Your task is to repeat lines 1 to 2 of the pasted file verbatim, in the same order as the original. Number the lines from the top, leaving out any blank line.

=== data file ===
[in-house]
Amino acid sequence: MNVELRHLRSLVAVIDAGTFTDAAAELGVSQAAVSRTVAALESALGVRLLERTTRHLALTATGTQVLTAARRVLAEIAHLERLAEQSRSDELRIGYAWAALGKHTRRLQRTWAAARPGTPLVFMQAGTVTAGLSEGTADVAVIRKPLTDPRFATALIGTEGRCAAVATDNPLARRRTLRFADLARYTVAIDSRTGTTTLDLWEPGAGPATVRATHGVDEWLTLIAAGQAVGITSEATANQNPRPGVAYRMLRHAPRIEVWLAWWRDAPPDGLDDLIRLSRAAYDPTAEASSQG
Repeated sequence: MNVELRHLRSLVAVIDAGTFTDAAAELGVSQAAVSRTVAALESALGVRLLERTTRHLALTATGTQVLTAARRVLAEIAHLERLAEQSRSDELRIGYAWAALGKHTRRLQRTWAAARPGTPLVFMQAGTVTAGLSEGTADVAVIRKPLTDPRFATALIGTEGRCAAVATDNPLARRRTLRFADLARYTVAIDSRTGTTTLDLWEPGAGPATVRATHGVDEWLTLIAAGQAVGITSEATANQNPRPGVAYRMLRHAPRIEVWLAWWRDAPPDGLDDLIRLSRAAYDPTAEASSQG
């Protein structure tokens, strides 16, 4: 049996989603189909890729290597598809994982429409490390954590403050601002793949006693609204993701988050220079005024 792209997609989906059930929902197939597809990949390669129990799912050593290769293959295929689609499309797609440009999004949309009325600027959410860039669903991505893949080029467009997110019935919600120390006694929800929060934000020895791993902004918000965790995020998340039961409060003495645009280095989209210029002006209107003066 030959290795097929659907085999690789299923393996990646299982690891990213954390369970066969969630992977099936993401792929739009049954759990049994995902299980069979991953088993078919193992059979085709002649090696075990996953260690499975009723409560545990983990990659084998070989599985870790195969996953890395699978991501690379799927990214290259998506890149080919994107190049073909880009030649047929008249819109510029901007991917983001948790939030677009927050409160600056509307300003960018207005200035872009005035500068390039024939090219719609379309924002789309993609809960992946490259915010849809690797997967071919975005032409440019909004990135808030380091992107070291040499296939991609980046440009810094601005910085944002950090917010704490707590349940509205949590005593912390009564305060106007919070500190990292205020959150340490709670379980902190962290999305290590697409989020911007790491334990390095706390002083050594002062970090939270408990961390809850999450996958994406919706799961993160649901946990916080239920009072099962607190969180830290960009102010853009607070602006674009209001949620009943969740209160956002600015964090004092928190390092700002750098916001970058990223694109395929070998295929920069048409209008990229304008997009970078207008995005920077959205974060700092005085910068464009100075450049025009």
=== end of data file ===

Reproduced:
[in-house]
Amino acid sequence: MNVELRHLRSLVAVIDAGTFTDAAAELGVSQAAVSRTVAALESALGVRLLERTTRHLALTATGTQVLTAARRVLAEIAHLERLAEQSRSDELRIGYAWAALGKHTRRLQRTWAAARPGTPLVFMQAGTVTAGLSEGTADVAVIRKPLTDPRFATALIGTEGRCAAVATDNPLARRRTLRFADLARYTVAIDSRTGTTTLDLWEPGAGPATVRATHGVDEWLTLIAAGQAVGITSEATANQNPRPGVAYRMLRHAPRIEVWLAWWRDAPPDGLDDLIRLSRAAYDPTAEASSQG